Mannerism in art and literature. Artists include Michelangelo, Pontormo, Rosso, Bronzino, El Greco. Themes include fantasy and imagination, ideal beauty (male and female), the erotic and grotesque, and the challenging of High Renaissance values. Readings include artists’ biographies, scientific writings on the senses, formulas for ideal beauty, and description of court life and manners. Uses the Bowdoin College Museum of Art’s collection of sixteenth-century drawings, prints, and medals.

[2260 {226} c - VPA. Northern European Art of the Fifteenth and Sixteenth Centuries.]

[2320 {232} c. Art in the Age of Velázquez, Rembrandt, and Caravaggio.]

[2430 {243} c - VPA. Modern Architecture: 1750 to 2000. (Same as Environmental Studies 2431 {243}.)]

[2440 {244} c. Shoot, Snap, Instagram: A History of Photography in America.]

[2510 {251} c. Victorian Art.]

[2540 {254} c. Contemporary Art.]

2620 {262} c. American Art I: Colonial Period to the Civil War. Fall 2013. Dana E. Byrd.

A survey of American architecture, sculpture, painting, and decorative arts from their colonial origins to the eve of the Civil War. Emphasis on understanding art in its historical and cultural context. Issues to be addressed include encounters between diverse cultures, the transition from colony to nation, the rise and ideological significance of landscape painting, and the creation of art for a democracy. This class will work with original objects in the Bowdoin College Museum of Art.

[2640 {264} c. American Art from the Civil War to 1945.]

2710 c. Power and Politics in Pre-Modern Chinese Art. Spring 2014. Peggy Wang.

Introduces students to Chinese art from the First Emperor’s terracotta warriors in the third century BCE to the waning of the country’s dynastic history in the nineteenth century CE. Following a chronological sequence, explores key mortuary spaces, religious objects, court art, and landscape painting with emphasis on themes of power and politics. Emphasis is placed on understanding changing art formats and functions in relation to socio-cultural contexts, such as shifts in belief systems, foreign imperial patronage, and the rise of literati expression. Readings include primary sources such as ancestral rites, Buddhist doctrines, imperial proclamations, and Chinese painting treatises. (Same as Asian Studies 2020.)

[2720 {272} c - IP, VPA. The Arts of Japan. (Same as Asian Studies 2281 {209}.)]

2970–2973 {291–294} c. Intermediate Independent Study in Art History. Art History Faculty.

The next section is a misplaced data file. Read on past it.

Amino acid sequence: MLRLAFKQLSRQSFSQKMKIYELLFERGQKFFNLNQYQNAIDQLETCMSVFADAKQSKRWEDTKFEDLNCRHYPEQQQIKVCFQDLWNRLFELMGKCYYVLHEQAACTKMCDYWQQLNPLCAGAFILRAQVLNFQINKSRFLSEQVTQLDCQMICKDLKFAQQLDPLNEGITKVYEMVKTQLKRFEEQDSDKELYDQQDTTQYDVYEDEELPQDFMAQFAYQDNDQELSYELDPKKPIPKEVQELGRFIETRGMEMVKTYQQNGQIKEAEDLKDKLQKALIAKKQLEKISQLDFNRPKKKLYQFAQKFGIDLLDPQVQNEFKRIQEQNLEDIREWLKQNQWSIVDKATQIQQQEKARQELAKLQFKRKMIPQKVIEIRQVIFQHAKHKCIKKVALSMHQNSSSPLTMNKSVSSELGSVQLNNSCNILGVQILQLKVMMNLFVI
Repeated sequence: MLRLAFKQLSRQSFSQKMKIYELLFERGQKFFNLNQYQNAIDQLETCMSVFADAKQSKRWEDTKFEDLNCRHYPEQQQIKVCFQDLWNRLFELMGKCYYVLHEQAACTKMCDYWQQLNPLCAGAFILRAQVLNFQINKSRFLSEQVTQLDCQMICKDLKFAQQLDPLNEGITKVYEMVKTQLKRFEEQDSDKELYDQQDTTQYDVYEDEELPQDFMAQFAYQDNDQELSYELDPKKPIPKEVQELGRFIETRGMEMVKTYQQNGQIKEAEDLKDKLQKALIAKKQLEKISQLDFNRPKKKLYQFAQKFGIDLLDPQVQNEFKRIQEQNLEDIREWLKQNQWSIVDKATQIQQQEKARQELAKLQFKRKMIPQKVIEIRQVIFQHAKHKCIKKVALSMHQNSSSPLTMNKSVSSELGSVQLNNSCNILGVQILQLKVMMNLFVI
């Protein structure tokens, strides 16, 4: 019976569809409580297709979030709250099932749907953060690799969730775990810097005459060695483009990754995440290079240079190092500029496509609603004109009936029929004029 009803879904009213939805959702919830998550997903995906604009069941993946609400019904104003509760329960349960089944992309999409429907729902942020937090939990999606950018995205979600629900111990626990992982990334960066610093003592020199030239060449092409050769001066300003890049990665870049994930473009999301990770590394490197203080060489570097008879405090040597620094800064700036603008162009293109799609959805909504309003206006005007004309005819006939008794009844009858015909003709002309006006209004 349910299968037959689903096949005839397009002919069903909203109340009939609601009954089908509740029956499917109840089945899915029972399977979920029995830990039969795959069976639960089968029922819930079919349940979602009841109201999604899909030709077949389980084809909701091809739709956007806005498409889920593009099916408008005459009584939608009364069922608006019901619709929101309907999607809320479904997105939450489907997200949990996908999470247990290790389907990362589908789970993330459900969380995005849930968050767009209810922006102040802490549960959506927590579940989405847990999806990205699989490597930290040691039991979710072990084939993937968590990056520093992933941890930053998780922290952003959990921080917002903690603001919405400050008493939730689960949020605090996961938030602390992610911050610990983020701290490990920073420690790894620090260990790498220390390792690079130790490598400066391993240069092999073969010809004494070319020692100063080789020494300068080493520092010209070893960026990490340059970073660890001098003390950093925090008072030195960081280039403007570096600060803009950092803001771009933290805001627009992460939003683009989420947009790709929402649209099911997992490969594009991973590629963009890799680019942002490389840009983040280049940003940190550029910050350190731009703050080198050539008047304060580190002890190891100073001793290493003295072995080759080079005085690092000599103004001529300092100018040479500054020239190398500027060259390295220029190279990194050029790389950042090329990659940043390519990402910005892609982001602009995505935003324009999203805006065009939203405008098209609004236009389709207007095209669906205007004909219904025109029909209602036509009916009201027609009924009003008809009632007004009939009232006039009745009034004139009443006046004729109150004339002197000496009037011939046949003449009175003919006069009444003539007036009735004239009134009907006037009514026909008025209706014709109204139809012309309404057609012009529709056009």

2999 {299} c. Intermediate Collaborative Study in Art History. Art History Faculty.

Seminars in Art History

The seminars are intended to utilize the scholarly interests of members of the department and provide an opportunity for advanced work for selected students who have successfully completed enough of the regular courses to possess a sufficient background. The department does not expect to give all, or in some cases any, seminars in each semester. As the seminars are varied, a given topic may be offered only once, or its form changed considerably from time to time.

3120 {312} c. The West and Its Easts: Forms and Fantasy from Pliny to Ingres. Fall 2013. April Morris.

From the time of the ancient Romans, the Mediterranean has been a place of interactions between Europe, defined as “the West,” and the rest of the world, understood broadly as “the East.” Investigates the range of ways in which the West envisioned, encountered, appropriated, and idealized the East from the era of the Roman Empire to the nineteenth century. Explores the cultural needs, fears, and concerns that shaped the depiction of the East in manuscripts, sculptural programs, trade objects, icons, relics, and in texts. Special attention is paid to Western definitions and depictions of the Islamic world, particularly from the age of the Crusades through the fantasy-enriched images of Ottoman courts in Orientalist works like Ingres’s Grande Odalisque.

Prerequisite: Art History 1100 {100}, placement above Art History 1100 {100}, or permission of the instructor.

[3200 {320} c. Historicizing Contemporary Chinese Art. (Same as Asian Studies
3070 {311}.)]

[3240 {324} c. Art and Life of Michelangelo.]

3320 {332} c. Painting and Society in Spain: El Greco to Goya. Fall 2013. Susan Wegner.

Focuses on painting in Spain from the fifteenth century to the early nineteenth century, with special emphasis on the works of El Greco, Velázquez, and Goya. Examines art in the light of Spanish society, particularly the institutions of the church and Spanish court. Considers Spanish mysticism, popular custom, and Enlightenment ideals as expressed in or critiqued by art. Readings in the Bible, Spanish folklore, artistic theory, and artists’ biographies.

Prerequisite: Art History 1100 {100}, placement above Art History 1100 {100}, or permission of the instructor.

[3840 {384} c. Bad Art: An Alternative History of Modern and Contemporary Art.]

4000–4003 {401–404} c. Advanced Independent Study in Art History. Art History Faculty.

4029 {405} c. Advanced Collaborative Study in Art History. Art History Faculty.

4050–4051 c. Honors Project in Art History. Art History Faculty.

Online Catalogue content is current as of August 1, 2013. For most current course information, use the online course finder. Also see Addenda.